What wit' y'r carryin' ons th' day 'twill be a wonder we're not worse an' all!
ons Land, on the other hand, expressed approval of the letter as it stood.
In a sense I felt as though I wandered through the silences for ons, although scenes flashed before me with the speed of light.
Tomahawk, uagachkuatons-poagann (ach guttural, ons French, but s audible; ann German).
With us he consigned the Dutch compositor to ons of boiling torment for the trouble his errors gave us.
Gain alone buried them in the dim ca¤ons of the Yuba and American.
But in the fraction of a second that it endures, ons seem to pass and things unutterable to be revealed.
She could not be even with these ons and eras and epochs, at her time of life.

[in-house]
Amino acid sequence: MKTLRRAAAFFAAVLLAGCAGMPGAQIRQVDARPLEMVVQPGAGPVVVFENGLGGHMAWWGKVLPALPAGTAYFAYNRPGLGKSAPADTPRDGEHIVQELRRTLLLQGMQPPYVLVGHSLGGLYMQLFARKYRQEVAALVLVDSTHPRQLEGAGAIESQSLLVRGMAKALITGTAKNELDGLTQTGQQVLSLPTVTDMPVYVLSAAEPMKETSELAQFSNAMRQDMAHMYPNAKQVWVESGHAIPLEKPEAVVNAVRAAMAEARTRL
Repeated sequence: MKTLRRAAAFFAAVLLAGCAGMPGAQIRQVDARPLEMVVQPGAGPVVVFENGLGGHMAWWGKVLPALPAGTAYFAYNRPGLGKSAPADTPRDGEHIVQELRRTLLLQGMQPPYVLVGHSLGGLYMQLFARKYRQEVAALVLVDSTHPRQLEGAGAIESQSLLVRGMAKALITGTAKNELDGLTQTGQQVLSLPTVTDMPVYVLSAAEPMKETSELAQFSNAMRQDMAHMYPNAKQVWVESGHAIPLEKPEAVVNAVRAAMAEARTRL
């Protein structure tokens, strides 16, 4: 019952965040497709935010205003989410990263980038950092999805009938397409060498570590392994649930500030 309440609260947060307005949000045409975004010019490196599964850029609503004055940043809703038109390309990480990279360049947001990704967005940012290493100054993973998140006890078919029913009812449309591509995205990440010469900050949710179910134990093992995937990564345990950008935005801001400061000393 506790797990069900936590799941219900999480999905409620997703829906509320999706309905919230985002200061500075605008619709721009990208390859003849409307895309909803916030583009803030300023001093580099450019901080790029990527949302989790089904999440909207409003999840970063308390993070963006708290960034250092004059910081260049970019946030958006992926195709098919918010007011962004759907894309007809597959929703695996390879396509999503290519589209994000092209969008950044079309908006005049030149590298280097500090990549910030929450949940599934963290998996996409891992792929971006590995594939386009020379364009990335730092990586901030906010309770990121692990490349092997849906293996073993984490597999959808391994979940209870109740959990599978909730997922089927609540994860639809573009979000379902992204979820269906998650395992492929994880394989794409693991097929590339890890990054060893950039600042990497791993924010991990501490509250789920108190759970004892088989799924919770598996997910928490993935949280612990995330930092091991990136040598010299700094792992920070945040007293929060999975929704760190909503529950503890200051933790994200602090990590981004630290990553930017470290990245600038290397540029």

Would you drag him into ons of pain and anguish to satisfy your revenge?
The present citizens of those lands are the children of ons, we the mushroom growth of centuries.
Old English on, unstressed variant of an "in, on, into," from Proto-Germanic *ana "on" (cf. Dutch aan, German an, Gothic ana "on, upon"), from PIE root *an- "on" (cf. Avestan ana "on," Greek ana "on, upon," Latin an-, Old Church Slavonic na, Lithuanian nuo "down from"). Also used in Old English in many places where we would now use in. From 16c.-18c. (and still in northern England dialect) often reduced to o'. Phrase on to "aware" is from 1877. On time is from 1890.